LS: What was the most shocking aspect of making the film?
RK: There were two things. One was early on when we went to a hearing about whether to label cloned meat. A representative from the meat industry said it would be ‘too confusing for the consumer’. I realised I had entered an Orwellian world where people are being ‘protected’ by not being told.
Then when I asked food safety advocate Barbara Kowalcyck what food she eats and she couldn’t answer me or she’d be sued. I realised it was not a film about food: it was a film about rights. Seeing how food products now have more rights than individuals – that was more frightening than seeing how the food was produced.
LS: In the film there is a focus on the food system in the US – does the situation apply to the rest of the world?
RK: This is not a film about the US. I thought of filming in other countries and you could have been told the exact same story. It might have started in the US, but it is spreading. It’s starting to happen here and it happens in Asia.
LS: How was Food Inc received in the US when it was released last year in June?
RK: It became one of the most successful documentaries of all time. The amount of press we got was really incredible. For a while we were the number one selling DVD on Amazon ahead of all the Hollywood movies.
It’s very gratifying to see how much it played into growing food movements and how passionate people are and how it cuts across ideological lines. There is something about food that does cut across ideological lines – we all have to eat!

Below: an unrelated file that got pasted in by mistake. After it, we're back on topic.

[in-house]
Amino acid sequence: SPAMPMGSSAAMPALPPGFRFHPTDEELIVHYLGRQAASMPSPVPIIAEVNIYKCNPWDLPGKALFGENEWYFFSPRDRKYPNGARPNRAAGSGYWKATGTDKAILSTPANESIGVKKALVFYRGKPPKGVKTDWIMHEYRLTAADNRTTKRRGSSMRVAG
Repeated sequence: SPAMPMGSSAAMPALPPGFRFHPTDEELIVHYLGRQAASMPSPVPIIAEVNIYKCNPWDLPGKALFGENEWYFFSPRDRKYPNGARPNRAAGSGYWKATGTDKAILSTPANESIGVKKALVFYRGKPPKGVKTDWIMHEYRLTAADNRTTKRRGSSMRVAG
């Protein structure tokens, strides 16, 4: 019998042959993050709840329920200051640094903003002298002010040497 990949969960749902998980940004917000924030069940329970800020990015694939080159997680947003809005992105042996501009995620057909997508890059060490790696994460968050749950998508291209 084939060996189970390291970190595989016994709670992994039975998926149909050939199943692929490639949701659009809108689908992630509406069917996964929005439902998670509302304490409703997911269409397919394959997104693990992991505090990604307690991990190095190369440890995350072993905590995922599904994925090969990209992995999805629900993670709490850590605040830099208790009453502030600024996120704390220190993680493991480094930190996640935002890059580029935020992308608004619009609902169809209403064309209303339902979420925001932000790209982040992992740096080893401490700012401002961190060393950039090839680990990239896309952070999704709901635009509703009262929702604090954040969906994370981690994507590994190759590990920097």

LS: In the film you tell people to ‘vote with their fork’. Is consumer power enough to change this system? Obviously it’s a matter for the regulatory agencies too but as Food Inc reveals, the FDA and USDA are somewhat toothless…
RK: It’s a two-pronged battle. Consumers do have the power to vote three times a day. But you’ve also got to create a level playing field. Unfortunately if you’re subsidising food that’s not good for us it means that poor people are having to buy cheaper calories and these cheaper calories are making us sick. It also takes consumer consciousness to infringe this group. It’s never going to change unless we have a movement to help us change it.
As a common movement gains strength it’s able to put pressure on governments all over the world. Entrenched corporate power is only concerned with the very short term, in looking after its own bottom line. You can still make money selling healthy food too. We need to know how to put pressure on and pay the real costs of food. We all love cheap food – but we’re beginning to see the hidden cost of it.
LS: What do you hope people will take away from the film?
RK: That the system is unsustainable. We’ve created a world where we’re using up our natural resources and, in doing so, robbing our children and our grandchildren. We have to think about growing and producing food in a fairer way.
We have to return the balance of power towards individuals and away from the corporations. The film does show Walmart in a good light for helping to ban a growth hormone given to cattle to produce more milk.
We also need to figure out how to create another system. The current food system is all based on oil. If you believe in peak oil we’re going to run out at some point. We need to think about how to feed the world and what’s sustainable. People should have the right to know the consequences and the cost of the industrial food system.